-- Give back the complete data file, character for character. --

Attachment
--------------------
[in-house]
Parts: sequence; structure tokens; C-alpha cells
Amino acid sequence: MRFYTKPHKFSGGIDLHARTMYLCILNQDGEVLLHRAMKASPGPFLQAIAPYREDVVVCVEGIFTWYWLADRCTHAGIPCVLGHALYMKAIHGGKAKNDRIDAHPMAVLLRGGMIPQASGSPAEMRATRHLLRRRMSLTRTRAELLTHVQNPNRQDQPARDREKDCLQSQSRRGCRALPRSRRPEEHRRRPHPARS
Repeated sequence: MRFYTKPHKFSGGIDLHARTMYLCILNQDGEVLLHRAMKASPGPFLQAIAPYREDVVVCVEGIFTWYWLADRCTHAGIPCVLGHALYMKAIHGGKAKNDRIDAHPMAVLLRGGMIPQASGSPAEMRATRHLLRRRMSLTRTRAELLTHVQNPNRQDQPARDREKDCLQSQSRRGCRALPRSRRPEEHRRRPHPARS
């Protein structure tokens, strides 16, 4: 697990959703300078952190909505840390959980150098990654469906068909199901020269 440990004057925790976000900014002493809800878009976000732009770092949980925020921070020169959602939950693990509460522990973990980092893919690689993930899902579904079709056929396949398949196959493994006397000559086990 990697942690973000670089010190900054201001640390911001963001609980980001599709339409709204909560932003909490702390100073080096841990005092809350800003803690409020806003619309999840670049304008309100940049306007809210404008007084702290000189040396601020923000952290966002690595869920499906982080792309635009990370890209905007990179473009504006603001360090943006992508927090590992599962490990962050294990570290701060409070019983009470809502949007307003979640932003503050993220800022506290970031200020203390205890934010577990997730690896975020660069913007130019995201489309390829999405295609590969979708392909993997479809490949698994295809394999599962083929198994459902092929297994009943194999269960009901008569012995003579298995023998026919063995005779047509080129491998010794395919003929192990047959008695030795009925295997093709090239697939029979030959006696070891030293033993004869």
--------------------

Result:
[in-house]
Parts: sequence; structure tokens; C-alpha cells
Amino acid sequence: MRFYTKPHKFSGGIDLHARTMYLCILNQDGEVLLHRAMKASPGPFLQAIAPYREDVVVCVEGIFTWYWLADRCTHAGIPCVLGHALYMKAIHGGKAKNDRIDAHPMAVLLRGGMIPQASGSPAEMRATRHLLRRRMSLTRTRAELLTHVQNPNRQDQPARDREKDCLQSQSRRGCRALPRSRRPEEHRRRPHPARS
Repeated sequence: MRFYTKPHKFSGGIDLHARTMYLCILNQDGEVLLHRAMKASPGPFLQAIAPYREDVVVCVEGIFTWYWLADRCTHAGIPCVLGHALYMKAIHGGKAKNDRIDAHPMAVLLRGGMIPQASGSPAEMRATRHLLRRRMSLTRTRAELLTHVQNPNRQDQPARDREKDCLQSQSRRGCRALPRSRRPEEHRRRPHPARS
């Protein structure tokens, strides 16, 4: 697990959703300078952190909505840390959980150098990654469906068909199901020269 440990004057925790976000900014002493809800878009976000732009770092949980925020921070020169959602939950693990509460522990973990980092893919690689993930899902579904079709056929396949398949196959493994006397000559086990 990697942690973000670089010190900054201001640390911001963001609980980001599709339409709204909560932003909490702390100073080096841990005092809350800003803690409020806003619309999840670049304008309100940049306007809210404008007084702290000189040396601020923000952290966002690595869920499906982080792309635009990370890209905007990179473009504006603001360090943006992508927090590992599962490990962050294990570290701060409070019983009470809502949007307003979640932003503050993220800022506290970031200020203390205890934010577990997730690896975020660069913007130019995201489309390829999405295609590969979708392909993997479809490949698994295809394999599962083929198994459902092929297994009943194999269960009901008569012995003579298995023998026919063995005779047509080129491998010794395919003929192990047959008695030795009925295997093709090239697939029979030959006696070891030293033993004869």